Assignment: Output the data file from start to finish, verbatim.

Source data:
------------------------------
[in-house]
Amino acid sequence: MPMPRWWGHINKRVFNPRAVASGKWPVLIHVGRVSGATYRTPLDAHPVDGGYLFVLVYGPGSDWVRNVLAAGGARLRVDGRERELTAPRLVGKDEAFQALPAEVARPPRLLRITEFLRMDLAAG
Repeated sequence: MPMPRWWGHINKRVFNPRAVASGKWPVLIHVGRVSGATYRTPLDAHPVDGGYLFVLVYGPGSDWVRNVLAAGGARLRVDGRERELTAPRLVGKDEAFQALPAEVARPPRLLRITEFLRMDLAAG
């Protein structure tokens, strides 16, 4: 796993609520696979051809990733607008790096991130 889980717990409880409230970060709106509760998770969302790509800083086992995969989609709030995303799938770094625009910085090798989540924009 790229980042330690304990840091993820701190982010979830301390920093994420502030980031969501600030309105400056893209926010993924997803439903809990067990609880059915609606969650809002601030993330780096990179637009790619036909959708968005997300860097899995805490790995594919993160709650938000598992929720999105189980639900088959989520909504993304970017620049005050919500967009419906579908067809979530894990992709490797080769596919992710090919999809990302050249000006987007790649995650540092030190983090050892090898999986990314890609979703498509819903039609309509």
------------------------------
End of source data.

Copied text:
[in-house]
Amino acid sequence: MPMPRWWGHINKRVFNPRAVASGKWPVLIHVGRVSGATYRTPLDAHPVDGGYLFVLVYGPGSDWVRNVLAAGGARLRVDGRERELTAPRLVGKDEAFQALPAEVARPPRLLRITEFLRMDLAAG
Repeated sequence: MPMPRWWGHINKRVFNPRAVASGKWPVLIHVGRVSGATYRTPLDAHPVDGGYLFVLVYGPGSDWVRNVLAAGGARLRVDGRERELTAPRLVGKDEAFQALPAEVARPPRLLRITEFLRMDLAAG
């Protein structure tokens, strides 16, 4: 796993609520696979051809990733607008790096991130 889980717990409880409230970060709106509760998770969302790509800083086992995969989609709030995303799938770094625009910085090798989540924009 790229980042330690304990840091993820701190982010979830301390920093994420502030980031969501600030309105400056893209926010993924997803439903809990067990609880059915609606969650809002601030993330780096990179637009790619036909959708968005997300860097899995805490790995594919993160709650938000598992929720999105189980639900088959989520909504993304970017620049005050919500967009419906579908067809979530894990992709490797080769596919992710090919999809990302050249000006987007790649995650540092030190983090050892090898999986990314890609979703498509819903039609309509």